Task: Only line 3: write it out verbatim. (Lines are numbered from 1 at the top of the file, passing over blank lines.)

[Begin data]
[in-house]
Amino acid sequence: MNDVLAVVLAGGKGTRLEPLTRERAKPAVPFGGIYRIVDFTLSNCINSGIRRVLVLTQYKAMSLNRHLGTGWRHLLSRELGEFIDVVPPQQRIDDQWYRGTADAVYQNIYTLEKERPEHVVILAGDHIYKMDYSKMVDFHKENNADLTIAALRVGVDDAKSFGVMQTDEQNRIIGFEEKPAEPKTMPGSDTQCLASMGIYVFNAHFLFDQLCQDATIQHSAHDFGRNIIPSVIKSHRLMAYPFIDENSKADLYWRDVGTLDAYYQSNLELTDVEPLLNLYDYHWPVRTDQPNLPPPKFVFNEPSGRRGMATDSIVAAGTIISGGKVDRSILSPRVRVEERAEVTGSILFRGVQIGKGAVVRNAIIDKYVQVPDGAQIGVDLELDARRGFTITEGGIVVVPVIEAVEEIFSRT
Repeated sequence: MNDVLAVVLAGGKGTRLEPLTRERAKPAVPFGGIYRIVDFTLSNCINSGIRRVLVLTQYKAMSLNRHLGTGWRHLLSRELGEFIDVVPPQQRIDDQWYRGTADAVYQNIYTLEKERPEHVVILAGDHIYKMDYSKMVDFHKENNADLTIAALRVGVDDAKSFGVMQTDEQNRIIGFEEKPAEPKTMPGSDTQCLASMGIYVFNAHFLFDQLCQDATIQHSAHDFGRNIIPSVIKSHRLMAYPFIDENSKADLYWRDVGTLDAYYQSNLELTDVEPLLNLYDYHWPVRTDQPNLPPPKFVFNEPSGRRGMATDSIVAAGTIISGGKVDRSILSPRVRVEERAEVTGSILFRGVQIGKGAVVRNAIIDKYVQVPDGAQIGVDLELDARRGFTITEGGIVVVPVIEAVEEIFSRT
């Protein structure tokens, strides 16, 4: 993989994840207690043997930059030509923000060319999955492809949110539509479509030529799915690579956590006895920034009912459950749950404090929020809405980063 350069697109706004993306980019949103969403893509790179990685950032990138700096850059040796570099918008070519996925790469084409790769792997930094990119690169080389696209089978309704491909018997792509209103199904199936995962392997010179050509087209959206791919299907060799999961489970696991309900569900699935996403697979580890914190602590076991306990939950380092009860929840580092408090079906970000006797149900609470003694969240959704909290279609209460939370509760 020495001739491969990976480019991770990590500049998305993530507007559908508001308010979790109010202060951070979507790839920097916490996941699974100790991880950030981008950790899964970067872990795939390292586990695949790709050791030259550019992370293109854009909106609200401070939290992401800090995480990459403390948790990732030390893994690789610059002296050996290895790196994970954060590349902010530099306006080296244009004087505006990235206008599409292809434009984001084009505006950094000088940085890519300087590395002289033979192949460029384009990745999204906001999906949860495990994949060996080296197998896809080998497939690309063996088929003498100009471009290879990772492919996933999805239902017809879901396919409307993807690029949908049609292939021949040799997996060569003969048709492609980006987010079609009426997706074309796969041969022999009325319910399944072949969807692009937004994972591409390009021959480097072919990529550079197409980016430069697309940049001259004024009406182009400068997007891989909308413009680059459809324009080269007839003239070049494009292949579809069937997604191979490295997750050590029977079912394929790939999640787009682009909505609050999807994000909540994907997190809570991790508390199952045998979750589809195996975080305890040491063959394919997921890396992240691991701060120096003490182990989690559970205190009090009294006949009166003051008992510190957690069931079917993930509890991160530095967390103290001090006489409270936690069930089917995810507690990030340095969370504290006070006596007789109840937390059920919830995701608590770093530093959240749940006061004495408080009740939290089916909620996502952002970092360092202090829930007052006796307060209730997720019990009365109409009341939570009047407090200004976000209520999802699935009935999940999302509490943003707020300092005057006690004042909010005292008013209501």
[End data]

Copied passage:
Repeated sequence: MNDVLAVVLAGGKGTRLEPLTRERAKPAVPFGGIYRIVDFTLSNCINSGIRRVLVLTQYKAMSLNRHLGTGWRHLLSRELGEFIDVVPPQQRIDDQWYRGTADAVYQNIYTLEKERPEHVVILAGDHIYKMDYSKMVDFHKENNADLTIAALRVGVDDAKSFGVMQTDEQNRIIGFEEKPAEPKTMPGSDTQCLASMGIYVFNAHFLFDQLCQDATIQHSAHDFGRNIIPSVIKSHRLMAYPFIDENSKADLYWRDVGTLDAYYQSNLELTDVEPLLNLYDYHWPVRTDQPNLPPPKFVFNEPSGRRGMATDSIVAAGTIISGGKVDRSILSPRVRVEERAEVTGSILFRGVQIGKGAVVRNAIIDKYVQVPDGAQIGVDLELDARRGFTITEGGIVVVPVIEAVEEIFSRT